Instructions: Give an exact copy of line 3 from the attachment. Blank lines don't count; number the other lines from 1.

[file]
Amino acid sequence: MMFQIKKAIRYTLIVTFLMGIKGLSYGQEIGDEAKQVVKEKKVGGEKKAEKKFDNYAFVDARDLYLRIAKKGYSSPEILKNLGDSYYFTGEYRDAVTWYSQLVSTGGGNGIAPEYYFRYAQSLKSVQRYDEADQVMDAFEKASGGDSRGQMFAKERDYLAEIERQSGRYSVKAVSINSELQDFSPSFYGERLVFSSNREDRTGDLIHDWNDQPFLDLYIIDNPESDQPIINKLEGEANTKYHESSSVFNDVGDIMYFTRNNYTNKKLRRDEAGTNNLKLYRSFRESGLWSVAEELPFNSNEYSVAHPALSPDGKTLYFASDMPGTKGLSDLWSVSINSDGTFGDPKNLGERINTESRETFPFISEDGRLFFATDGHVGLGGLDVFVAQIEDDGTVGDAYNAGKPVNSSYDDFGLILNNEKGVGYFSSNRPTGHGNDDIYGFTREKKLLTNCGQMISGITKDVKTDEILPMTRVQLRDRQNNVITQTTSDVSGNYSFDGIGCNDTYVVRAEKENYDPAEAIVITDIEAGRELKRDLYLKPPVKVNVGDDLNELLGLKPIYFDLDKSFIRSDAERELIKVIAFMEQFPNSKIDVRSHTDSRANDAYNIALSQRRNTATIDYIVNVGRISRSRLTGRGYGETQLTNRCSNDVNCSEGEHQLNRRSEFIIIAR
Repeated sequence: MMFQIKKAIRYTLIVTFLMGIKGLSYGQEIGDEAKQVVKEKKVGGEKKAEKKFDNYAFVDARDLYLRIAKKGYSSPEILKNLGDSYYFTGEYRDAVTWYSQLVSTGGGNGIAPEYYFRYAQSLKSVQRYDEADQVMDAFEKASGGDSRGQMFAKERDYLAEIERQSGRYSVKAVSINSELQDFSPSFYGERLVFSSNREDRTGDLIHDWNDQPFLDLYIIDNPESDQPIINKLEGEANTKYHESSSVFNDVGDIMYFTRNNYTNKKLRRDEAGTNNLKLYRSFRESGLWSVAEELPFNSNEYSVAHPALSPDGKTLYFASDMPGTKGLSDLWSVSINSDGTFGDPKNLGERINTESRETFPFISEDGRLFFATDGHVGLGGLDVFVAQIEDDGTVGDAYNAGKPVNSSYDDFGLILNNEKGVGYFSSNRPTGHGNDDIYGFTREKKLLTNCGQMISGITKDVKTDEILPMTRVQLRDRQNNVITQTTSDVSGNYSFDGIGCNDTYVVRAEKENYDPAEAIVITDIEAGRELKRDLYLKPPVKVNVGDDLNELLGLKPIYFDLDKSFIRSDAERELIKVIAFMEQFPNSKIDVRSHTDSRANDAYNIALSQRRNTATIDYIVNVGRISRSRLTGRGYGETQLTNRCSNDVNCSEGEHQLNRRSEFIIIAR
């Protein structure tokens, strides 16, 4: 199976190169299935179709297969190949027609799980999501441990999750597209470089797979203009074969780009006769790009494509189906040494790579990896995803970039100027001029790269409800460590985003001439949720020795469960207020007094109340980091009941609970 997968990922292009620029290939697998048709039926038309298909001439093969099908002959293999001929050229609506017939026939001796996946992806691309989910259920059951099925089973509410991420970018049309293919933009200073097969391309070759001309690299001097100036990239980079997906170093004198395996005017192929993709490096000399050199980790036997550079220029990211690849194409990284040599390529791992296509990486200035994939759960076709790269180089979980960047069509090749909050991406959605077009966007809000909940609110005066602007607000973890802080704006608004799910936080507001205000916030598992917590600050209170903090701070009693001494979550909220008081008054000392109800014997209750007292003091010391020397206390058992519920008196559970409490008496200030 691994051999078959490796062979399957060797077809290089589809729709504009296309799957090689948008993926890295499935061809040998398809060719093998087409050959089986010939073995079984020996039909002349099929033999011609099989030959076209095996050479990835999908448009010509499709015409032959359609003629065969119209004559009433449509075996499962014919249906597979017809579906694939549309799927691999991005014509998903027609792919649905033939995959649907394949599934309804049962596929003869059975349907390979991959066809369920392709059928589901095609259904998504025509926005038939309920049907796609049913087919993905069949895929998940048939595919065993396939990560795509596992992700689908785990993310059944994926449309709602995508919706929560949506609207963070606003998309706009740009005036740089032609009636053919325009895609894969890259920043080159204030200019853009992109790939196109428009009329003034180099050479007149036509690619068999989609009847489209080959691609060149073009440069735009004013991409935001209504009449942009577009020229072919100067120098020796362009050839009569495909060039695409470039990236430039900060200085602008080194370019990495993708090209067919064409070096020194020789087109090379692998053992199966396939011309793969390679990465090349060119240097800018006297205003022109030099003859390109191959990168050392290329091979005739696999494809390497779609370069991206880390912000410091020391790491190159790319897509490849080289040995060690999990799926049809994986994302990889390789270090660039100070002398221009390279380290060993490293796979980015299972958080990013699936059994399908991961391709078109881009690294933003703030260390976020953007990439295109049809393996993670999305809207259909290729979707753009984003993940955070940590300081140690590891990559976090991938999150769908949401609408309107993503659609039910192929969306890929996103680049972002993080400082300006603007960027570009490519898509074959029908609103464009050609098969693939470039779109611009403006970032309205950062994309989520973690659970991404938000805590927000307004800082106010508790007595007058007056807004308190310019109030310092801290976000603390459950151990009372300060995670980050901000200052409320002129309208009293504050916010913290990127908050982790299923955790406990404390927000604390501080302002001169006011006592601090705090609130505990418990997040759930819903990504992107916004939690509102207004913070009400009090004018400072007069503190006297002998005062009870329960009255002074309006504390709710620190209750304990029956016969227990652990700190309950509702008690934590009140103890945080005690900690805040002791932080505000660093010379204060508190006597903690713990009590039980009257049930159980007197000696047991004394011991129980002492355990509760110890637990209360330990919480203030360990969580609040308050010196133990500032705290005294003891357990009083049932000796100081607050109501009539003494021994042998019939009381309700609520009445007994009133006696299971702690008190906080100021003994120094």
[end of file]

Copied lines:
């Protein structure tokens, strides 16, 4: 199976190169299935179709297969190949027609799980999501441990999750597209470089797979203009074969780009006769790009494509189906040494790579990896995803970039100027001029790269409800460590985003001439949720020795469960207020007094109340980091009941609970 997968990922292009620029290939697998048709039926038309298909001439093969099908002959293999001929050229609506017939026939001796996946992806691309989910259920059951099925089973509410991420970018049309293919933009200073097969391309070759001309690299001097100036990239980079997906170093004198395996005017192929993709490096000399050199980790036997550079220029990211690849194409990284040599390529791992296509990486200035994939759960076709790269180089979980960047069509090749909050991406959605077009966007809000909940609110005066602007607000973890802080704006608004799910936080507001205000916030598992917590600050209170903090701070009693001494979550909220008081008054000392109800014997209750007292003091010391020397206390058992519920008196559970409490008496200030 691994051999078959490796062979399957060797077809290089589809729709504009296309799957090689948008993926890295499935061809040998398809060719093998087409050959089986010939073995079984020996039909002349099929033999011609099989030959076209095996050479990835999908448009010509499709015409032959359609003629065969119209004559009433449509075996499962014919249906597979017809579906694939549309799927691999991005014509998903027609792919649905033939995959649907394949599934309804049962596929003869059975349907390979991959066809369920392709059928589901095609259904998504025509926005038939309920049907796609049913087919993905069949895929998940048939595919065993396939990560795509596992992700689908785990993310059944994926449309709602995508919706929560949506609207963070606003998309706009740009005036740089032609009636053919325009895609894969890259920043080159204030200019853009992109790939196109428009009329003034180099050479007149036509690619068999989609009847489209080959691609060149073009440069735009004013991409935001209504009449942009577009020229072919100067120098020796362009050839009569495909060039695409470039990236430039900060200085602008080194370019990495993708090209067919064409070096020194020789087109090379692998053992199966396939011309793969390679990465090349060119240097800018006297205003022109030099003859390109191959990168050392290329091979005739696999494809390497779609370069991206880390912000410091020391790491190159790319897509490849080289040995060690999990799926049809994986994302990889390789270090660039100070002398221009390279380290060993490293796979980015299972958080990013699936059994399908991961391709078109881009690294933003703030260390976020953007990439295109049809393996993670999305809207259909290729979707753009984003993940955070940590300081140690590891990559976090991938999150769908949401609408309107993503659609039910192929969306890929996103680049972002993080400082300006603007960027570009490519898509074959029908609103464009050609098969693939470039779109611009403006970032309205950062994309989520973690659970991404938000805590927000307004800082106010508790007595007058007056807004308190310019109030310092801290976000603390459950151990009372300060995670980050901000200052409320002129309208009293504050916010913290990127908050982790299923955790406990404390927000604390501080302002001169006011006592601090705090609130505990418990997040759930819903990504992107916004939690509102207004913070009400009090004018400072007069503190006297002998005062009870329960009255002074309006504390709710620190209750304990029956016969227990652990700190309950509702008690934590009140103890945080005690900690805040002791932080505000660093010379204060508190006597903690713990009590039980009257049930159980007197000696047991004394011991129980002492355990509760110890637990209360330990919480203030360990969580609040308050010196133990500032705290005294003891357990009083049932000796100081607050109501009539003494021994042998019939009381309700609520009445007994009133006696299971702690008190906080100021003994120094």